NEW DELHI: The BJP is willing to keep the controversial uniform civil code and abrogation of Article 370 out of a common minimum programme being prepared to seal an alliance with the People’s Democratic Party in Jammu and Kashmir, media reports said on Saturday.
A BJP-PDP alliance government would run on the basis of a CMP to support the public mandate, BJP president Amit Shah said in an interview. Jammu and Kashmir has been under President’s Rule since January 9 after elections threw up a hung assembly with the PDP winning 28 seats, followed by the BJP with 25.
“Alliance governments run on a CMP. It has nothing to do with ideology. A CMP is not a compromise. Parties accept this to support the public mandate,” Shah told Hindustan Times.
The PDP, which got all its seats from the Muslim-dominated Kashmir region, was unhappy with the BJP’s stand of repealing Article 370 – which gives residents special status under laws related to citizenship, property and fundamental rights – and the uniform civil code that seeks to replace the personal laws of each religion with a common legal structure.
The BJP, in return, has asked the PDP to keep its demand of revoking the Armed Forces Special Powers Act out of the common document. “We would be able to take some concrete decision in the near future. Our talks are progressing in a serious manner. Issues in the way of government formation are being sorted out,” Shah said. If talks succeed, the BJP would become a part of a government in the state for the first time.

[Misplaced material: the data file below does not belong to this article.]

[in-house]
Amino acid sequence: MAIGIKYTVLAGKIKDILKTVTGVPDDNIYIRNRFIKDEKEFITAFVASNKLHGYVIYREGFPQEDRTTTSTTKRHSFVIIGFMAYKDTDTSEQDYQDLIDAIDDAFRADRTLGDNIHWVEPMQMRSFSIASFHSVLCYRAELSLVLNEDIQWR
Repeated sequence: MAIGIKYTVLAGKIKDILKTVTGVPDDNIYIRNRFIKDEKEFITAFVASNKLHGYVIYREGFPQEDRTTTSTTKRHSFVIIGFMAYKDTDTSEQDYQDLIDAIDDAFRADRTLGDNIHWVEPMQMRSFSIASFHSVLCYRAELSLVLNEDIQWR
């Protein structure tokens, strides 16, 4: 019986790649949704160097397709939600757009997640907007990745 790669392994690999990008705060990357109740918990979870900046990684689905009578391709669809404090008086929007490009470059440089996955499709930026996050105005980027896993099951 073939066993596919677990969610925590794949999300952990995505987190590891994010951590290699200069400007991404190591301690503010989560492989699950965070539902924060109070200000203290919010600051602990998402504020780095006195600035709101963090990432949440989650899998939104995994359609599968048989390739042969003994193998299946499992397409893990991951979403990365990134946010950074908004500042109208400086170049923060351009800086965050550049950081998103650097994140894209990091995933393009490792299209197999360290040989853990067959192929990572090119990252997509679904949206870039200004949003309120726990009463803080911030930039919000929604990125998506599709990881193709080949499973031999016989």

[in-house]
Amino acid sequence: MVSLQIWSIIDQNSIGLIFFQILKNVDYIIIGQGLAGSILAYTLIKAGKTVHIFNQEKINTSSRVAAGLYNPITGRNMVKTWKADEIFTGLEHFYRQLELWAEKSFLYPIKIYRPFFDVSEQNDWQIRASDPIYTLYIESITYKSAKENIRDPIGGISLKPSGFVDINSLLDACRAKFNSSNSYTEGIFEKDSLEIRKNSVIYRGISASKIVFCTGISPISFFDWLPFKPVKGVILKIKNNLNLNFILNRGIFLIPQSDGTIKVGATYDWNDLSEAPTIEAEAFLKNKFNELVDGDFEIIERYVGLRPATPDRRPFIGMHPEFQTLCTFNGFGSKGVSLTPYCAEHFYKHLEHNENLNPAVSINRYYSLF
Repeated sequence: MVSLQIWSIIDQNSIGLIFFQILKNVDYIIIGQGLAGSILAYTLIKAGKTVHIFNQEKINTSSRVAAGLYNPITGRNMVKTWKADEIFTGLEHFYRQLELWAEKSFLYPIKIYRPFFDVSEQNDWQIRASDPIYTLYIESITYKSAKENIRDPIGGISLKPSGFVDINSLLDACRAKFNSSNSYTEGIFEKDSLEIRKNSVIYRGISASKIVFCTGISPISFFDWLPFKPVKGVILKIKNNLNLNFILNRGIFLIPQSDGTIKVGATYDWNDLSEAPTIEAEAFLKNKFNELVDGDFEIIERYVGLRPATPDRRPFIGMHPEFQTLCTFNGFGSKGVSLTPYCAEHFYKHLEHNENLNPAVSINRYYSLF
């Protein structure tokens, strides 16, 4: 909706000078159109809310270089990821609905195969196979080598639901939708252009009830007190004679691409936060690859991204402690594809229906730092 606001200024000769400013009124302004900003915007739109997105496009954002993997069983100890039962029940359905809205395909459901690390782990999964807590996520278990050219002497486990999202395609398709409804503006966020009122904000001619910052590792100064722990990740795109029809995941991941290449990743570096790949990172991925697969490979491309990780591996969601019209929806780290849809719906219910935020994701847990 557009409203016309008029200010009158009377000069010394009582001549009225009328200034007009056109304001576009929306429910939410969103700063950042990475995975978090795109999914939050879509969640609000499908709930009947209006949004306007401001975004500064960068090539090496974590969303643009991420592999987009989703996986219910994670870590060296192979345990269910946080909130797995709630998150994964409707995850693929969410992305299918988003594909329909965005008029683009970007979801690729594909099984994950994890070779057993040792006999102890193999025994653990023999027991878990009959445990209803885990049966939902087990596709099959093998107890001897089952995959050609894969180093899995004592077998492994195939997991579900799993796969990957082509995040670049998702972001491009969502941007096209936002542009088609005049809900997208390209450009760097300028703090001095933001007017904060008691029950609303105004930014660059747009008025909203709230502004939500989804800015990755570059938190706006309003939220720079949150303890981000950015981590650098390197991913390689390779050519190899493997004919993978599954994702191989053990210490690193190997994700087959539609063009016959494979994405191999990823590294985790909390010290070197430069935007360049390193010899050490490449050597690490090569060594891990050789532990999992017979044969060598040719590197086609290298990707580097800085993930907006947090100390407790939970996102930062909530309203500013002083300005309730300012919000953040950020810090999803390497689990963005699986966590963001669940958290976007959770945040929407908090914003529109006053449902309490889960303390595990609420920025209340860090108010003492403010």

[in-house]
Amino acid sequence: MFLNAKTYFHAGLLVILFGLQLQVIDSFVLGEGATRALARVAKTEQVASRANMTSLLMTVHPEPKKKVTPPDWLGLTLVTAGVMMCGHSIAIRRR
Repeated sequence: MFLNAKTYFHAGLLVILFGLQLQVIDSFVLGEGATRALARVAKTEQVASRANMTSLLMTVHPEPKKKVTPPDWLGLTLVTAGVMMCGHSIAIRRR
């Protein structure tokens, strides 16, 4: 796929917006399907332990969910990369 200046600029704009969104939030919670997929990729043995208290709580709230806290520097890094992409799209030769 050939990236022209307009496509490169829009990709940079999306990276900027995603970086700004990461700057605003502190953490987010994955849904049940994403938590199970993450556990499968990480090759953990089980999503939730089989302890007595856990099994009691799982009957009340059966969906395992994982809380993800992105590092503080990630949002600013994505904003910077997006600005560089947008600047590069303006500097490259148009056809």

“There is no question of leaving any issue. But, in an alliance, parties have to adhere to a CMP that is a minimum ‘to-do’ list,” Shah said.
The BJP chief also said the information and broadcasting ministry’s advertisement featuring the first preamble of the Constitution, which did not include the words socialist and secular, shouldn’t be misinterpreted. “The first preamble was popularised in the form of advertisement. It should not be distorted,” Shah said.
Be Part of Quality Journalism
Quality journalism takes a lot of time, money and hard work to produce and despite all the hardships we still do it. Our reporters and editors are working overtime in Kashmir and beyond to cover what you care about, break big stories, and expose injustices that can change lives. Today more people are reading Kashmir Observer than ever, but only a handful are paying while advertising revenues are falling fast.